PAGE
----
Other people will draw circles that overlap each other, effectively mis-categorizing items.
Some notes will be discarded because someone thinks they are too special or they duplicate another item. Another person might disagree about this but it may be already too late to intercept.
Some items will be vague or abstract. Instead of a clear description, they carry a few words which are too general or even ambiguous, when seen with the background of the other readers. These items will be difficult to categorize, later.
In the evening, when personnel arrives to clean the room, they will possibly hoover away a few post-its that have dropped on the floor. Bad luck! Some data will be missing from the dataset.
Post-Its will need to be transcribed into tables or some other electronic form, in order to prepare them for automated analysis. Transcription requires a separate room with enough space for the post-its. And: Transcribing more than 1,000 post-its can be daunting, again!
There must be a better way to do this
If you followed me until here, you might ask: "O.K., that's enough, what do you propose? Where's the solution?"
There is indeed a better way to do this. It works like this:
- Record what happens during the user test, i.e. create photos or videos. These are your "pieces of evidence".
- Upload the evidence into the "Meaning Maker" system, a part of Just Ask Users.
- Look at the evidence, e.g. a photo or a screenshot, and click on it, pointing at an interesting part of the picture.
- Meaning Maker creates an observation, linked to that point in the picture.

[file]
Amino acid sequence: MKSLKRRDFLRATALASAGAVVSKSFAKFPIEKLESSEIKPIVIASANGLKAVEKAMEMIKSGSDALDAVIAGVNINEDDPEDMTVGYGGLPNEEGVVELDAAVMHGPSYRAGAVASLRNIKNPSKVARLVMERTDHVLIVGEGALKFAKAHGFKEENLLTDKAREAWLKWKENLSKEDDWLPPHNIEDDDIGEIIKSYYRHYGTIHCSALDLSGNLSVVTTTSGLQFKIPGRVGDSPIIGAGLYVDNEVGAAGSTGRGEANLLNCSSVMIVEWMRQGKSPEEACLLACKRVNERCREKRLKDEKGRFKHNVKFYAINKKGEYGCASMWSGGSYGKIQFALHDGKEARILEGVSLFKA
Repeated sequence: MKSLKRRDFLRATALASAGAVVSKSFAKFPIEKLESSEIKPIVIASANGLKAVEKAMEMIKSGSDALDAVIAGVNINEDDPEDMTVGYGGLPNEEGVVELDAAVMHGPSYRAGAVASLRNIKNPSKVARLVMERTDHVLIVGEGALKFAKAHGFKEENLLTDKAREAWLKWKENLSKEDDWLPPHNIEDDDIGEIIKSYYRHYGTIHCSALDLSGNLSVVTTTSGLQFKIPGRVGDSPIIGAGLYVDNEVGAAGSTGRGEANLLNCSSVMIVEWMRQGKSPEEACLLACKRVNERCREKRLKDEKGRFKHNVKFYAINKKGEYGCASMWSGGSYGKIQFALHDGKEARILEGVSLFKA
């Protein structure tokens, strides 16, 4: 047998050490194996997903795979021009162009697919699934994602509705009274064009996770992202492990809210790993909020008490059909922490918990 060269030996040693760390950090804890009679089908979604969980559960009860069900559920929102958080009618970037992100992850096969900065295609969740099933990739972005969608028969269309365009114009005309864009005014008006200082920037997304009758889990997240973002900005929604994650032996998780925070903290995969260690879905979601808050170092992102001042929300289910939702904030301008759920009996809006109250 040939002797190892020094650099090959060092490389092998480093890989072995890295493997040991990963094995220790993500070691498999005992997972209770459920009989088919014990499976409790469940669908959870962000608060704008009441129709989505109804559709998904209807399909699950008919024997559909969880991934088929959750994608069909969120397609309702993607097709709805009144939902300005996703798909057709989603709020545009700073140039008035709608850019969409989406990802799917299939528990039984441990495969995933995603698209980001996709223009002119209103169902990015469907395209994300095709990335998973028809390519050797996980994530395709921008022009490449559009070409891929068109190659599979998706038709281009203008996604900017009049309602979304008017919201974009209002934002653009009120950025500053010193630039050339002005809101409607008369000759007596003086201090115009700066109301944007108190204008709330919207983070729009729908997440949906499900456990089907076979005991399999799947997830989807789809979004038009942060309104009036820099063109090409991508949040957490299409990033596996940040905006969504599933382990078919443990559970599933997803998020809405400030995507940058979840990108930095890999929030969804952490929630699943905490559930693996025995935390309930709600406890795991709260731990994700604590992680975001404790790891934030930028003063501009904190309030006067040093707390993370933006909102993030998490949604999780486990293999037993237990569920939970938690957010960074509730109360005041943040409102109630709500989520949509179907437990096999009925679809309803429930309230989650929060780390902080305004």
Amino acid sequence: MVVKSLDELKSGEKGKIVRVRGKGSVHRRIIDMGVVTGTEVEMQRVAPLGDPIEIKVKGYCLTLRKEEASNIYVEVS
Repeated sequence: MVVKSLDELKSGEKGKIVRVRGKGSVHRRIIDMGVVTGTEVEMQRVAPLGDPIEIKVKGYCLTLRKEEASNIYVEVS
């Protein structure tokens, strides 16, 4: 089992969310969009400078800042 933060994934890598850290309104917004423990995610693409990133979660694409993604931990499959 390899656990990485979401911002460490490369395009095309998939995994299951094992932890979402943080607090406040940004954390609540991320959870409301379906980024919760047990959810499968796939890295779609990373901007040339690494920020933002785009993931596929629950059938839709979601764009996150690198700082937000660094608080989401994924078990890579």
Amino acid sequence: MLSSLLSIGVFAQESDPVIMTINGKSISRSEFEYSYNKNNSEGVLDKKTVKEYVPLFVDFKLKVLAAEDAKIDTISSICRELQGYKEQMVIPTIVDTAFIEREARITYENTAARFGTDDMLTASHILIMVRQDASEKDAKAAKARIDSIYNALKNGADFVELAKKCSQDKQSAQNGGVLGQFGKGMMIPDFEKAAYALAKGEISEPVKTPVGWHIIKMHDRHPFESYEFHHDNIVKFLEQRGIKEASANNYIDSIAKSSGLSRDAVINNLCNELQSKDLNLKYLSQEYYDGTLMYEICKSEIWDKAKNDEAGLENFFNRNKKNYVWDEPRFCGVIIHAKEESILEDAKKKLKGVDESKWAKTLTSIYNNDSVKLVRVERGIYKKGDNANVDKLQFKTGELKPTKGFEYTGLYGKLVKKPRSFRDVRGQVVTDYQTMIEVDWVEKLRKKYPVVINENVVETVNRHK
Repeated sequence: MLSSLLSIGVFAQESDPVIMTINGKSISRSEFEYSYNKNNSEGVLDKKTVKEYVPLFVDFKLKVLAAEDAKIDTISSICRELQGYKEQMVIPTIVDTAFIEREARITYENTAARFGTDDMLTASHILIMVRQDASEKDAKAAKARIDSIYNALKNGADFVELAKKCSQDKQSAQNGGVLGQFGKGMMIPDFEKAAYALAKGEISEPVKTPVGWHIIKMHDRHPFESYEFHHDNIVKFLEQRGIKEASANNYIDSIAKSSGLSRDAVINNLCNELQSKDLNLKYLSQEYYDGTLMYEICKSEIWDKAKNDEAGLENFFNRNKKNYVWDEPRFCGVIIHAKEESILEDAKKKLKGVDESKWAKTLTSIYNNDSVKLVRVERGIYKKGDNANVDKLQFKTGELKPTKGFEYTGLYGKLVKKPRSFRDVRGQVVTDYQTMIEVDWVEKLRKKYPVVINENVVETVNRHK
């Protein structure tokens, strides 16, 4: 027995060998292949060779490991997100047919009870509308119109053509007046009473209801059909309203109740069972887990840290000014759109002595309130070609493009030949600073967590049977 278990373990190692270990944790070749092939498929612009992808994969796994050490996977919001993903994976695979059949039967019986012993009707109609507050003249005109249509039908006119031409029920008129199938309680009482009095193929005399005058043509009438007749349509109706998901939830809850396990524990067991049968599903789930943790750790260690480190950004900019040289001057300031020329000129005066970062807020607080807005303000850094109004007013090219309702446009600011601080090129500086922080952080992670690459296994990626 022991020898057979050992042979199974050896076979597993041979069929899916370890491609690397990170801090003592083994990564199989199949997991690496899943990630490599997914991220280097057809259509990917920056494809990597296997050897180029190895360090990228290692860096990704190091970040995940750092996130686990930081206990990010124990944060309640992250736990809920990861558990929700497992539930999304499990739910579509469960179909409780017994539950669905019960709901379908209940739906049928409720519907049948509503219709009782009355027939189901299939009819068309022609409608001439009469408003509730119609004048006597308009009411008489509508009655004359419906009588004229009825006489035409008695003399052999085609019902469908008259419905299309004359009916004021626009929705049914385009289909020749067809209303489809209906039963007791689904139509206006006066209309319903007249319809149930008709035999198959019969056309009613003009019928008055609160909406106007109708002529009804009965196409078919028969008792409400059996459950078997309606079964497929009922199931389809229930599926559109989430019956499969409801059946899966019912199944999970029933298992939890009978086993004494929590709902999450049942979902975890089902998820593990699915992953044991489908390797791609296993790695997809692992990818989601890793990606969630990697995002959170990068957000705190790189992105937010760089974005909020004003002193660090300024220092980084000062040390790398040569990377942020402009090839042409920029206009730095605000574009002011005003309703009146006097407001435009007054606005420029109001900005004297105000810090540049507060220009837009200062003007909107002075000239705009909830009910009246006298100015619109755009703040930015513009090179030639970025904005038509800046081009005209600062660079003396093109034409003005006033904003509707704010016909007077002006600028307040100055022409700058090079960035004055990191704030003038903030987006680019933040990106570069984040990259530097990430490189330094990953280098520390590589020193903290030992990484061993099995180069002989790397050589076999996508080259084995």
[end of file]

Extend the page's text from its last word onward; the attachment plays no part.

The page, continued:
- Write a sentence or two about your observation and add one or more
#hashtagsto it (as on Twitter). Meaning Maker automatically groups observations that have common tag names.
- Researchers: meet for debriefing! Discuss the observations that have been collected in Meaning Maker, before. Add more observations that pop up during your discussion.
- Invoke the Meaning Maker theme builder to derive recurring themes from the tagged observations. Themes can be frustrations that the user had or parts of the interface that are not clearly understood.
- Decide which themes have high priority and therefore shall be addressed in the upcoming design iteration(s).
Avoid the hassle
You saved a lot of time and avoided the hassle for affinity diagramming. Instead, you have...
- archived all your observations in a trusted place,
- tagged them with names that make sense,
- allowing the system to auto-group the observations for you,
- so that you can suddenly see recurring themes.
Themes that you (semi-automatically) identify in your user's behavior will let your team know which design changes must be made. Your users will appreciate what you've done for them after the release of the next version of the interface.
P.S. You can get started with Meaning Maker for free today. Sign up here to get your account: